The Con-Lib’s may not be the real reformers

Posted by Richard D North under 'Power To The People!' / Dare to be dull / The Political Class on 23 May 2010

Nick Clegg’s constitutional reforms may be worthwhile. But the big shift to good government depends on MPs getting a bit bolder and braver.

Martin Kettle and Julian Glover are on the money (The Guardian, 19 May 2010). Nick Clegg on constitutional reform awkwardly compensates a new governmental caution with a claim to be transformative.  And Lord Falconer was surely right to tell Eddie Mair (BBC Radio 4, PM, 19 May 2010) that this was reminiscent of one of New Labour’s “big mistakes”: the trust-busting habit of “making huge claims”.

Above all, the deputy PM has oversold his willingness or capability to “hand back power to the people”. That’s just as well: The People don’t want more power. They’re British, for goodness sake: they want the easy dissidence of the well-governed.

On the up-side, the Clegg reforms may make our democracy a little more representative. But this is nearly the opposite of what heart and soul Big Society (and even “New Politics”) people want. Phillip Blond, the Red Tory, was quick to tell the BBC Radio 4 Today programme (20 May 2010) that doing good of this sort fell way short of the new “associative” (mutualist, bottom-up) politics he fancied. When democracy is representative, it is not direct.

Nick Clegg’s reforms don’t bear comparison with the acts of political enfranchisement of the last two centuries.  And anyway, the point of those was to channel and express the fact of the masses’ power through Parliament. The upshot was the deliberate, accountable, meritocratic and controlled elitism of representative democracy. The proposals of Tony Wright’s Commons Select Committee on the Reform of the House of Commons are in that tradition, and Nick Clegg says the coalition aims to enact them. David Cameron may be as keen, th0ugh his attempted scuppering of the backbenchers’ 1922 Committee is ominous.

Here’s the beef. It helps a lot if the coalition government wants or will encourage a revived Westminster and Whitehall. But if they don’t, Parliament can do the work itself.

At this moment, the biggest problem with our representative democracy is not that The People don’t have enough authority over Parliament, it is that Parliament has given away its authority over government. We perhaps ought to reform the electoral system, but doing so won’t much alter this crisis of the constitution. We almost certainly ought not to have a second chamber which is elected, but making that change may not make a big difference either.

Actually, the “New Politics” is quite likely to rebalance things almost by mistake. Sue Cameron in the FT (11 May 2010) quotes senior mandarins (Whitehall officials) endorsing this theory. Andreas Whittam Smith gives it credence (The Independent, 14 May 2010).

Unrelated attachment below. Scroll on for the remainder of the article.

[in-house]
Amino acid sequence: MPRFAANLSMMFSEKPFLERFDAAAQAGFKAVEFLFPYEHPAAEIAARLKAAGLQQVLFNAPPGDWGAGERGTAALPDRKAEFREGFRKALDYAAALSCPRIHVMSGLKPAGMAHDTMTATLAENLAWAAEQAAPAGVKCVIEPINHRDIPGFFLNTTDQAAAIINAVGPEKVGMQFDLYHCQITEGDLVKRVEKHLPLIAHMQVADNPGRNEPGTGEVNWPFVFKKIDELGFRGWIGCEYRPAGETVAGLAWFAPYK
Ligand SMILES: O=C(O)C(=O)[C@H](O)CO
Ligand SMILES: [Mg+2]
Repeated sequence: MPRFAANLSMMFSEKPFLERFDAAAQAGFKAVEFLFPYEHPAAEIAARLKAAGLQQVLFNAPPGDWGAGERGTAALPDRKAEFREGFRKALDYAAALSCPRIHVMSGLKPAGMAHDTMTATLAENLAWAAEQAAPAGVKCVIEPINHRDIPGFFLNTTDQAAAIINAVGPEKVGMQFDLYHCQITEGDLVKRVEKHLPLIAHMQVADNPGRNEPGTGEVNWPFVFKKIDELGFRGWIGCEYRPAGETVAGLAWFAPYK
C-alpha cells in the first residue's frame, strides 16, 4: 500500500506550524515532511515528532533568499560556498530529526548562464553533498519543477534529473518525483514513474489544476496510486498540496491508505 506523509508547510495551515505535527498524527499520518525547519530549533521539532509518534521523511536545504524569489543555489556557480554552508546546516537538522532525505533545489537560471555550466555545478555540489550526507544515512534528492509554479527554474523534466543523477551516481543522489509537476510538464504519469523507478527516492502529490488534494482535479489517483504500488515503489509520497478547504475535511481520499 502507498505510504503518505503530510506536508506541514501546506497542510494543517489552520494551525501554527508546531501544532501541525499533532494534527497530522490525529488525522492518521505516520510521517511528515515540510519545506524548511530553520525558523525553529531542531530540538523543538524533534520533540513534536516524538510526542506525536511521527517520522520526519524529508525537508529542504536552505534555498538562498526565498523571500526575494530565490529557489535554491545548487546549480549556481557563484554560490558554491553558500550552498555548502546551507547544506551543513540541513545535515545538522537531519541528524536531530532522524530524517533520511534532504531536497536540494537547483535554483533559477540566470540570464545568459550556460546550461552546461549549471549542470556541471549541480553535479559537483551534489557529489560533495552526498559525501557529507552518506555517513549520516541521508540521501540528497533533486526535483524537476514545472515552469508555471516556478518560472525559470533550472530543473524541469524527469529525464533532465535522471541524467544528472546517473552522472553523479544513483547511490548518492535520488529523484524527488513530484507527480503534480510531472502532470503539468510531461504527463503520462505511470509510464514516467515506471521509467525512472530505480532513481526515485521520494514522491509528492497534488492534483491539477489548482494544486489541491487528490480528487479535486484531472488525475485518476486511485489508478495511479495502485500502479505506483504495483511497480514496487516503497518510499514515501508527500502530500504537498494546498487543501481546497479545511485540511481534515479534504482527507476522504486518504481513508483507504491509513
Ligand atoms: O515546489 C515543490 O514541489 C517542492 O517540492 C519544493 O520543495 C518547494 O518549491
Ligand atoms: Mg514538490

The rationale works like this: (as noted by Michael White in the Guardian, 20 May 2010) under Mrs Thatcher and Tony Blair, power slipped from Westminster and Whitehall to Number 10 (and the broadcast media). Parliament, the Cabinet and the Civil Service all lost power. It is quite possible that a “balanced parliament” will empower MPs because votes will be narrower and because party managers may be inclined to use the coalition as cover for allowing MPs more freedom on some issues. It is likely too that a coalition government will empower the Cabinet since that will be the most obvious way of ensuring that senior people from both parties have dipped their hands in the blood. It is possible, too, that the Civil Service will gain in power as it helps forge the political acceptability and the practical workability of policy. Notice, for instance, how the coalition’s leaders like to be photographed with Gus O’Donnell, the country’s senior civil servant.  (But again, Mr Cameron sends mixed messages: giving economic forecasting to outsiders risks enshrining the idea that the Treasury and government utterance are alike unreformably partisan.)  

Most of what needs doing can be achieved by a bold coalition of Members of Parliament rather than a coalition of their leaders. We ought to remember that the House of Commons has nearly total command, if only its members get out their Blackberries, network properly, and grasp it.

We have over-mighty Prime Ministers and party whips, but haven’t gained strong government in exchange. Those failures are consequences of MPs having forgotten that they have an obligation to ensure that representative democracy works. They need to do that by boldly and sometimes bravely defending a hierarchy of responsibilities. These obligations can be ordered in matching and mirrored pairs: to their country and constituency, and to Parliament and party. These are richly conflicted, but a sense of what is good for Parliament – for the representational part of democracy - will often be a good guide to the other dimensions.

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